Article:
In late August and early September of 2009, FEMA stated that it should have issued a 90-day notice period prior to the effective date for the new map, and announced it would rescind the final decision contained in the March 25 letter, and then restart the six-month notice period under 44 C.F.R. § 59.24. In addition, it would allow a 90-day appeal period after appropriate publication pursuant to 42 U.S.C. § 4104. On September 16, 2009, FEMA issued letters to the City and County officially rescinding the revised DFIRM and FIS report. FEMA stated that parties would be allowed to appeal under 44 C.F.R. § 67.6, and if they are dissatisfied with the determination and they meet the appeal criteria set forth in the regulation, they will have the right to appeal to this Court under 44 C.F.R. § 67.12. Although FEMA rescinded its revised DFIRM and FIS report, it has stated that "all engineering data and flood hazard information upon which the determination was made currently remains valid, and remains as it appears on the preliminary DFIRM." (Def. Exh. B). At the present time, the original DFIRM is in effect. FEMA filed the present motion after the plaintiffs refused to voluntarily dismiss the case. It argues that the action should be dismissed under Fed.R.Civ.Pr. 12(b)(1) or 12(b)(6), because the plaintiffs' claim is moot in light of its decision to rescind the prior final determination, and because it has specifically provided for a 90-day appeal period upon any subsequent final decision. It also argues that in light of these new provisions, the plaintiffs have failed to exhaust their administrative remedies. The plaintiffs argue that dismissal is inappropriate on several grounds. First, they object to any use of documents outside the pleadings as inappropriate in resolving a motion to dismiss. Second, they argue that the case is not moot, because it has challenged the failure of FEMA to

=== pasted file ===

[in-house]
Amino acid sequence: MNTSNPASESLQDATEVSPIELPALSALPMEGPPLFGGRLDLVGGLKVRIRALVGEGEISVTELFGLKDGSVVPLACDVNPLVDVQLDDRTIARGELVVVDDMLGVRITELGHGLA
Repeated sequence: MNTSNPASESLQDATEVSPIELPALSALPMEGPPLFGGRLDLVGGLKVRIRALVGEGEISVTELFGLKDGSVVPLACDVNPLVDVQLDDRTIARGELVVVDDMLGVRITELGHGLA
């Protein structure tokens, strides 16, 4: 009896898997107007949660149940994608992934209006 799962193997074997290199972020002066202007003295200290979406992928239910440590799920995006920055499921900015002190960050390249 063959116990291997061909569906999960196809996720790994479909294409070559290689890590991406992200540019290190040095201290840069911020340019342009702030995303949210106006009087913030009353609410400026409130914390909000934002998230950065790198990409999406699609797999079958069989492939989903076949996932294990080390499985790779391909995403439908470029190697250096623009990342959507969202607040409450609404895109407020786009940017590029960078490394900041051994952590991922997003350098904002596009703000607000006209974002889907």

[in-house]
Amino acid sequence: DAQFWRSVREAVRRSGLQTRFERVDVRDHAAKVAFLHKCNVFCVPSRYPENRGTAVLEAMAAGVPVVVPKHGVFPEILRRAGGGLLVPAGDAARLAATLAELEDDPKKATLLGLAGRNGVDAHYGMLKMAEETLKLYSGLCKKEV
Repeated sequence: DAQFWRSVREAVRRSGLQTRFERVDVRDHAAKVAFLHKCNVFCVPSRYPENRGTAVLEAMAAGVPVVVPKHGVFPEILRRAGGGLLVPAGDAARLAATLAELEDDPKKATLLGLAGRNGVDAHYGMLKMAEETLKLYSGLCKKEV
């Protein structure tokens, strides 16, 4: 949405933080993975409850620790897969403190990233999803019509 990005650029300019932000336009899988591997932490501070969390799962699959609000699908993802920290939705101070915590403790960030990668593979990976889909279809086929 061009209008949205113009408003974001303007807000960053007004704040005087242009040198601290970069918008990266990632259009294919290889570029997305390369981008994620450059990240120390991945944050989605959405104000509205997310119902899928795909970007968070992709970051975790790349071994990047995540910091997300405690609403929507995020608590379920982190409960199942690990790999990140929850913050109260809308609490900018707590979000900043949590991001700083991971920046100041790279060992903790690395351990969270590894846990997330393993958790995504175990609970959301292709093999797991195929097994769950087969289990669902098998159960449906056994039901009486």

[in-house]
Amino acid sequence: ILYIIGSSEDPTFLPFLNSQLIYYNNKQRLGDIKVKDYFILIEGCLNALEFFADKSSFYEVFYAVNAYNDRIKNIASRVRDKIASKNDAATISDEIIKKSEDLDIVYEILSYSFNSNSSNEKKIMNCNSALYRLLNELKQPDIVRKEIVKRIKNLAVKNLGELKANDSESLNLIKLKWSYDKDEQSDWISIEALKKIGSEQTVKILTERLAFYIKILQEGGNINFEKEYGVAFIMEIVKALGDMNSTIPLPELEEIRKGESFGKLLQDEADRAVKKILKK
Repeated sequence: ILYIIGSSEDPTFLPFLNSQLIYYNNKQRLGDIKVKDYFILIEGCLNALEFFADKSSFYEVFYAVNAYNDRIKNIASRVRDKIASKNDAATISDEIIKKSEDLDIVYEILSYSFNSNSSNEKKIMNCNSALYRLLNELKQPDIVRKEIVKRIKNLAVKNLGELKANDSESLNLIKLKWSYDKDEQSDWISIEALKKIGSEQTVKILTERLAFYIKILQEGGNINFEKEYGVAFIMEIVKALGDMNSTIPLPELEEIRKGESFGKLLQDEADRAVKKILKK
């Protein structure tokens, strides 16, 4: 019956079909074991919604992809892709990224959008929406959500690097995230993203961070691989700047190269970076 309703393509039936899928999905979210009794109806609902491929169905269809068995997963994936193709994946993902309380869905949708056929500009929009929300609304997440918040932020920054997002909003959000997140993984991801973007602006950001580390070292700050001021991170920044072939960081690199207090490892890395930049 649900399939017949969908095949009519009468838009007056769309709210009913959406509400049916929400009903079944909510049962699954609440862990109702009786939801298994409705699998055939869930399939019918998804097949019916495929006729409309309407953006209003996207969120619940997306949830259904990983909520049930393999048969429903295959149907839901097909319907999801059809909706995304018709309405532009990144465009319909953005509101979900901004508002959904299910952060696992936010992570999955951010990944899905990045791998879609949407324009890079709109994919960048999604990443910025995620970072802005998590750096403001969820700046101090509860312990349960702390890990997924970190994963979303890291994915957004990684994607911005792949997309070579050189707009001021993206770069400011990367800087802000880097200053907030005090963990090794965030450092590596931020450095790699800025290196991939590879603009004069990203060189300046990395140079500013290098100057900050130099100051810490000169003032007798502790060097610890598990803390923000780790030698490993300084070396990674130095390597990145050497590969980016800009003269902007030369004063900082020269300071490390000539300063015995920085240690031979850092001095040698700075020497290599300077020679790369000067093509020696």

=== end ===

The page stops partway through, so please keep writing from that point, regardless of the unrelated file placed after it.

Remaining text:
effectively consult with local entities during the study process, and that FEMA's decision to rescind the final adoption of the preliminary map and study is merely a commitment to "restart in the middle and go forward" without addressing the original lack of consultation. (Dkt. 1 at 9). Third, it contends that appeal rights under 42 U.S.C. § 4104 are limited and unsatisfactory. They generally argue that they have exhausted all available administrative remedies. The court finds that it may appropriately address the issue of mootness, since the existence of an actual case or controversy remains a condition of the court's continuing jurisdiction throughout the action. See Kansas Judicial Review v. Stout, 562 F.3d 1240, 1245-46 (10th Cir. 2009) ("plaintiff must possess a personal interest in the outcome of a case at all stages of the proceedings"). Further, the court may appropriately take account to the materials cited by FEMA. The plaintiffs cite Alvarado v. KOB-TV, 493 F.3d 1210, 1215 (10th Cir. 2007) in support of their contention that ordinarily matters outside the pleadings should not be considered in resolving a motion to dismiss, but that decision explicitly notes that such materials may be considered where they are essential to the plaintiffs' case and where there is no substantial question as to the materials' authenticity. Here, the court finds that the communications between the parties are directly material to the question of the existence of a case or controversy, and no valid question of authenticity has been lodged against those communications. The plaintiffs correctly observe that 42 U.S.C. § 4107 provides that FEMA should consult with local officials during the study process, and specifically provides that the consultation should begin "at the commencement of any flood elevation study or investigation" and should include information about "the nature and purpose of the study, the areas involved, the manner in which the study is to be undertaken, the general principles to be applied, and the use to be made of the data